28. Spitze AR, Wong DL, Rogers QR, Fascetti AJ. Taurine concentrations in animal feed ingredients; cooking influences taurine content. J Animal Physiol Animal Nutr. 87:251–62. doi: 10.1046/j.1439-0396.2003.00434.x
30. Newberry M, Berbezy P, Belobrajdic D, Chapron S, Tabouillot P, Regina A, et al. High-amylose wheat foods: a new opportunity to meet dietary fiber targets for health. Cereal Foods World. (2018) 63:188–93. doi: 10.1094/CFW-63-5-0188
33. Behall KM, Scholfield DJ, Yuhaniak I, Canary J. Diets containing high amylose vs amylopectin starch: effects on metabolic variables in human subjects. Am J Clin Nutr. (1989) 49:337–44. doi: 10.1093/ajcn/49.2.337
35. Adolphe JL, Drew MD, Silver TI, Fouhse J, Childs H, Weber LP. Effect of an extruded pea or rice diet on postprandial insulin and cardiovascular responses in dogs. J Animal Physiol Animal Nutr. (2015) 99:767–76. doi: 10.1111/jpn.12275
36. Li H, Gidley MJ, Dhital S. High-amylose starches to bridge the “fiber gap”: development, structure, and nutritional functionality. Compr Rev Food Sci Food Safety. (2019) 18:362–79. doi: 10.1111/1541-4337.12416
38. Beloshapka AN, Cross TWL, Swanson KS. Graded dietary resistant starch concentrations on apparent total tract macronutrient digestibility and fecal fermentative end-products and microbial populations of healthy adult dogs. J Animal Sci. (2020). 99(1):1–9. doi: 10.1093/jas/skaa409
42. Lin S, Hsieh F, Huff HE. Effects of lipids and processing conditions on degree of starch gelatinization of extruded dry pet food. LWT-Food Sci Technol. (1997) 30:754–61. doi: 10.1006/fstl.1997.0271
43. Zhang W, Li D, Liu L, Zang J, Duan Q, Yang W, et al. The effects of dietary fiber level on nutrient digestibility in growing pigs. J Animal Sci Biotechnol. (2013) 4:17. doi: 10.1186/2049-1891-4-17
44. Ontiveros ES, Whelchel BD, Yu J, Kaplan JL, Sharpe AN, Fousse SL, et al. Development of plasma and whole blood taurine reference ranges and identification of dietary features associated with taurine deficiency and dilated cardiomyopathy in golden retrievers: A prospective, observational study. PLos ONE. (2020) 15:e0233206. doi: 10.1371/journal.pone.0233206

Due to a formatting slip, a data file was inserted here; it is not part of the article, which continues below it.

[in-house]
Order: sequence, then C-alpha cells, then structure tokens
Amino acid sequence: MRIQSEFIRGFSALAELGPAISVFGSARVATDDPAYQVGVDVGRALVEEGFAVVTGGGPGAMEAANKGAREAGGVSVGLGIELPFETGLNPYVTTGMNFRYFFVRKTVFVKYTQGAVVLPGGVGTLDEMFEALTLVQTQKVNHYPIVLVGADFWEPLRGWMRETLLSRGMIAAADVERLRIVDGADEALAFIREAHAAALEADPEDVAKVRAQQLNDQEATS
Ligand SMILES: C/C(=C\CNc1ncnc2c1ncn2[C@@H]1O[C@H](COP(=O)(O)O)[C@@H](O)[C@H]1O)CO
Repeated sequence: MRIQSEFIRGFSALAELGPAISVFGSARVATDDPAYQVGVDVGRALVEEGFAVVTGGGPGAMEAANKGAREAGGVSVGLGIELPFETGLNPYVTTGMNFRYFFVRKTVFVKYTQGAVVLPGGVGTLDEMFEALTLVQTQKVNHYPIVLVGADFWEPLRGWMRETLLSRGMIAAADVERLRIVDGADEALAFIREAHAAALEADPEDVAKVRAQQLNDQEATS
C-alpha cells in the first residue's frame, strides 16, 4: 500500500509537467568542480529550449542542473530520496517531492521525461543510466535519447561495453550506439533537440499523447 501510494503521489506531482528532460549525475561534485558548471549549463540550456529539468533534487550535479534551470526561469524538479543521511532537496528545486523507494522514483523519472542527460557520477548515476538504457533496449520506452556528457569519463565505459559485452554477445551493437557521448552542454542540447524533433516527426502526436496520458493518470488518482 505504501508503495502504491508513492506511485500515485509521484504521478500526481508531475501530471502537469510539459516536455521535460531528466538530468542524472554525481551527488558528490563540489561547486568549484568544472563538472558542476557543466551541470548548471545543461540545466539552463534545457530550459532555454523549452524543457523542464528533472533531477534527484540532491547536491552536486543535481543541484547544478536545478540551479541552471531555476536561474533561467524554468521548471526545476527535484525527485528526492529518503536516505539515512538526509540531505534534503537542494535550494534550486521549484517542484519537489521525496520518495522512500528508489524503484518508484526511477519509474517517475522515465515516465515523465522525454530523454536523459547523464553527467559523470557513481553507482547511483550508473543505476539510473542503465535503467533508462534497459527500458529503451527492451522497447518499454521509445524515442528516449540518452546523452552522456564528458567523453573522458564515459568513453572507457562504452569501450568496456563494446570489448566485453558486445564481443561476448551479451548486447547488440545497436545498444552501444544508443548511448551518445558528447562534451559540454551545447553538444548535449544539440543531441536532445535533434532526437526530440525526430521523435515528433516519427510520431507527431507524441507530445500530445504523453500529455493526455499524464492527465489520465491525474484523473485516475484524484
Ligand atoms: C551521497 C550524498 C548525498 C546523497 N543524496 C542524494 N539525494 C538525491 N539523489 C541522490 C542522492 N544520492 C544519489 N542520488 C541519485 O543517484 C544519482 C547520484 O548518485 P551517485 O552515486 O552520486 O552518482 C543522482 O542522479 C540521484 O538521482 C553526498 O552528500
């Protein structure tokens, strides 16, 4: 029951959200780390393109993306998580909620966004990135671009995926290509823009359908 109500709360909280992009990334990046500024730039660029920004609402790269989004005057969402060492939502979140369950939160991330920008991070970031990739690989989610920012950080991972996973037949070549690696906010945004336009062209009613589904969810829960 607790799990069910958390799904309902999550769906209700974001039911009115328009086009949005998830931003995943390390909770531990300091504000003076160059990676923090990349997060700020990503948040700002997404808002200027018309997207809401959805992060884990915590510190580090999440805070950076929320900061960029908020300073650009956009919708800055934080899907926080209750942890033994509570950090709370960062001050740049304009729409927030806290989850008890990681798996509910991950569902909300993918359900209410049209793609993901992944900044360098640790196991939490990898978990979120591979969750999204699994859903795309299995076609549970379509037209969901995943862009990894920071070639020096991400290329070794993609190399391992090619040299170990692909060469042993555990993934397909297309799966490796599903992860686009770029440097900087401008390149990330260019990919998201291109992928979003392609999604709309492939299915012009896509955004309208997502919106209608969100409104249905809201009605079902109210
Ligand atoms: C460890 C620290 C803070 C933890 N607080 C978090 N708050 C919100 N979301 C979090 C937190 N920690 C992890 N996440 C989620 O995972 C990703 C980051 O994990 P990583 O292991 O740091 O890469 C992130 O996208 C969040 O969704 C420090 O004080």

45. Tôrres CL, Backus RC, Fascetti AJ, Rogers QR. Taurine status in normal dogs fed a commercial diet associated with taurine deficiency and dilated cardiomyopathy. J Animal Physiol Animal Nutr. (2003) 87:359–72. doi: 10.1046/j.1439-0396.2003.00446.x
46. Delaney SJ, Kass PH, Rogers QR, Fascetti AJ. Plasma and whole blood taurine in normal dogs of varying size fed commercially prepared food. J Animal Physiol Animal Nutr. (2003) 87:236–44. doi: 10.1046/j.1439-0396.2003.00433.x
47. Donadelli RA, Pezzali JG, Oba PM, Swanson KS, Coon C, Varney J, et al. A commercial grain-free diet does not decrease plasma amino acids and taurine status but increases bile acid excretion when fed to labrador retrievers. Trans Animal Sci. (2020) 4:txaa141. doi: 10.1093/tas/txaa141
48. Adin D, DeFrancesco TC, Keene B, Tou S, Meurs K, Atkins C, et al. Echocardiographic phenotype of canine dilated cardiomyopathy differs based on diet type. J Vet Cardiol. (2019) 21:1–9. doi: 10.1016/j.jvc.2018.11.002
50. Garcia-Diez F, Garcia-Mediavilla V, Bayon JE, Gonzalez-Gallego J. Pectin feeding influences fecal bile acid excretion, hepatic bile acid and cholesterol synthesis and serum cholesterol in rats. J Nutr. (1996) 126:1766–71. doi: 10.1093/jn/126.7.1766
Keywords: digestibility, taurine, glycemic response, pulses, canine, fiber
Citation: Quilliam C, Ren Y, Morris T, Ai Y and Weber LP (2021) The Effects of 7 Days of Feeding Pulse-Based Diets on Digestibility, Glycemic Response and Taurine Levels in Domestic Dogs. Front. Vet. Sci. 8:654223. doi: 10.3389/fvets.2021.654223
Received: 15 January 2021; Accepted: 06 April 2021;
Published: 05 May 2021.
Edited by:Joseph Wakshlag, Cornell University, United States
Reviewed by:Sergio S. González-Muñoz, Colegio de Postgraduados (COLPOS), Mexico
Charles Gregory Aldrich, Kansas State University, United States
Copyright © 2021 Quilliam, Ren, Morris, Ai and Weber. This is an open-access article distributed under the terms of the Creative Commons Attribution License (CC BY). The use, distribution or reproduction in other forums is permitted, provided the original author(s) and the copyright owner(s) are credited and that the original publication in this journal is cited, in accordance with accepted academic practice. No use, distribution or reproduction is permitted which does not comply with these terms.
*Correspondence: Lynn P. Weber, email@example.com